In 2017 a transgender model, Munroe Bergdorf, got sacked by L’Oréal for writing a Facebook post about the Charlottesville riots. She’d said that society is built on white supremacy, so unless white people are taking action to put a stop to the system which benefits them, they are complicit in racism. In fact, she didn’t just say they were complicit, she said that their inactivity makes them racist.
Surely, there is no doubt that white privilege exists. And it’s easier to say that than to say that racism is widespread because the precise intentions behind a person’s actions can be difficult to interpret – naivety, ignorance or experience can all play a role. Equally, the line between culture and race is a blurred one (i.e. two people of the same race but with different cultural characteristics might find that they are treated differently).
While racial privilege should be the top priority, we should be fighting all forms of privilege
But what should a white person do about their white privilege? I am white and middle class with some working class influences (let’s say). Born 1982 to liberal atheist parents, I went to fairly mixed schools. My friends were of families that valued education and therefore you could say, culturally lower-middle class, even if not materially. Two childhood experiences stand out to me as ways that I was dealing with race and perhaps mishandling my white privilege.
- Aged about 9, I wrote a page in my diary about the boys I fancied at school. It included the line ‘…if I had to fancy a black boy, it would be…’ I clearly had absorbed very set (Arian, to be honest) ideas of beauty and although I had liked this other boy enough to include him, there was something significantly unfamiliar about him that he didn’t make it onto the main list.
- In 1997, aged 14, I was chatting in the playground with two friends, one of Afro-Caribbean background and one Indian. We usually had another (white) friend in the group but she wasn’t in. As we stood on the playing field one break time, I decided to remark ‘We’re like an advert for this school.’ I felt quite embarrassed afterwards. I remember that I had to explain my point because it wasn’t clear: that we represented the main racial groups. Upon reflection, I realised that if I was trying to be cool about race and if it really didn’t mean anything to me, I would never have noticed or thought about it in the first place. There would have been nothing for me to remark upon.
Now as an adult, I conclude that the same approach should be taken to white privilege as for all forms of privilege: you simply need to remember that compared to others, you have it a bit easy. You need to maintain a bit of solemnity on the topic, out of respectfulness towards people who did not have the same privilege – but not guilt or apology. A child born with privilege cannot be blamed. It is just a fact about them and their existence.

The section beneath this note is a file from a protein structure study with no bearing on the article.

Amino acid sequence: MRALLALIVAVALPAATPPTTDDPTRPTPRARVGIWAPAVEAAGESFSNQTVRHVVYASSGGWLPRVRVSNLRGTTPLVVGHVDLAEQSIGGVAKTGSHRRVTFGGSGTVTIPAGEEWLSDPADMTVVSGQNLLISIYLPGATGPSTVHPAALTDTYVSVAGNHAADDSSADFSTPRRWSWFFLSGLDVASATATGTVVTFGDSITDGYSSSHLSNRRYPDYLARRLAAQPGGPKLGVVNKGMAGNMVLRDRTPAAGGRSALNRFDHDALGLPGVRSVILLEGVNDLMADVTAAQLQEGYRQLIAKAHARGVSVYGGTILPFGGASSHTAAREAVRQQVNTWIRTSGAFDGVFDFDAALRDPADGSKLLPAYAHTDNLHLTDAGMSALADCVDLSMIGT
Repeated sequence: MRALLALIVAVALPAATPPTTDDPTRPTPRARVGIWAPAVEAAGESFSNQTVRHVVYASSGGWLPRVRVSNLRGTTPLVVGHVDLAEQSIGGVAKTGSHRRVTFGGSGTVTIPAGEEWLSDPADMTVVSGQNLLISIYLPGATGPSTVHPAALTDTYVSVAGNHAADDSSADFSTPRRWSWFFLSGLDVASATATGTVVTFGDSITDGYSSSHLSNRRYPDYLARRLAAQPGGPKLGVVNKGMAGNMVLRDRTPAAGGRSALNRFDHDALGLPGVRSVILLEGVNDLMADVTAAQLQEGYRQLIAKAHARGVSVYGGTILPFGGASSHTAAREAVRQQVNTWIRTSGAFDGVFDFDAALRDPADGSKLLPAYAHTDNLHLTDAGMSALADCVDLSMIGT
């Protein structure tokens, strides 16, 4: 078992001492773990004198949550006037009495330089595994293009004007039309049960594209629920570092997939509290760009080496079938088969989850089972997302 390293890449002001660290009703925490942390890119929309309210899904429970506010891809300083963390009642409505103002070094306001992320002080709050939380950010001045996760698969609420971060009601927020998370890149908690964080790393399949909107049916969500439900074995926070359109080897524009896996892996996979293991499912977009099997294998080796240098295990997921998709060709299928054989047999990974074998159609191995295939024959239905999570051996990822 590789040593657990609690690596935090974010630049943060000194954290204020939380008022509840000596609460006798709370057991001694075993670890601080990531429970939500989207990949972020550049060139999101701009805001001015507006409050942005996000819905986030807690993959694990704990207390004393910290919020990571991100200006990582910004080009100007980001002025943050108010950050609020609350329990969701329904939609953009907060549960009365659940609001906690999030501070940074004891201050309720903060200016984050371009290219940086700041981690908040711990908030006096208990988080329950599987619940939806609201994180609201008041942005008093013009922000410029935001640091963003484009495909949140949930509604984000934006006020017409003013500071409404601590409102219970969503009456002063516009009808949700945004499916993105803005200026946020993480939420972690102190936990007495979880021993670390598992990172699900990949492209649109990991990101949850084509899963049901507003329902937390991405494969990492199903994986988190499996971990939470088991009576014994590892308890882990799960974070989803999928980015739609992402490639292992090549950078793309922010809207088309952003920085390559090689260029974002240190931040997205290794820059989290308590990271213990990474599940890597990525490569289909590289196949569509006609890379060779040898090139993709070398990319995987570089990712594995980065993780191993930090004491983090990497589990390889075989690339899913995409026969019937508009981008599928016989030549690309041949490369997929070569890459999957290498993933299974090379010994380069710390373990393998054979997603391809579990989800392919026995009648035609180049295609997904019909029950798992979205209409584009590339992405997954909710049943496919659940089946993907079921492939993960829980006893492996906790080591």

Munroe Bergdorf was right – we should all be fighting against privilege. And while racial privilege should be the top priority, we should be fighting all forms of privilege. We can subscribe to charities; join or vote for political parties which stand up for our values; lobby against injustice; don’t give our children selective education; avoid private health care; don’t make income from property.
As for Bergdorf’s assertion that being a passive white person equates to racism: surely, if she really thinks about the full scope of society in the UK, and what people’s priorities are and how their lives operate day-to-day, it’s simply not in their experience to think on that level. I suppose we’re talking about education here… Even if they hold slightly bigoted or nationalistic views, there is sometimes a tremendous force of logic at play; if we’d grown up them, might we have learnt to see things the same way? It’s about culture and identity and social sphere. We have to be realistic about what is possible. Although there is a great deal of sense and truth in what she says, not all passive white people can be considered complicit in racism. Her position is intellectually elitist.
Trying to get people to change is really hard but we should be careful that our activism does not become a dialogue with ourselves and alienating to the masses. Take people who care about the environment… There’s a risk that they club together and talk about the environment to other people who care about the environment. And then if they meet some average Joe Bloggs who doesn’t give a hoot, there is an unsurmountable gulf between them. The environmentalist is exasperated by Joe Bloggs’ ignorance and neither can see where the other is coming from. Obviously, racism is not at all the same as anti-environmentalism, but finding a way to listen to where other people are coming from is hugely informative. If we can appreciate that there is some degree of human nature and logic at play, it will help us to be smarter still in our fight.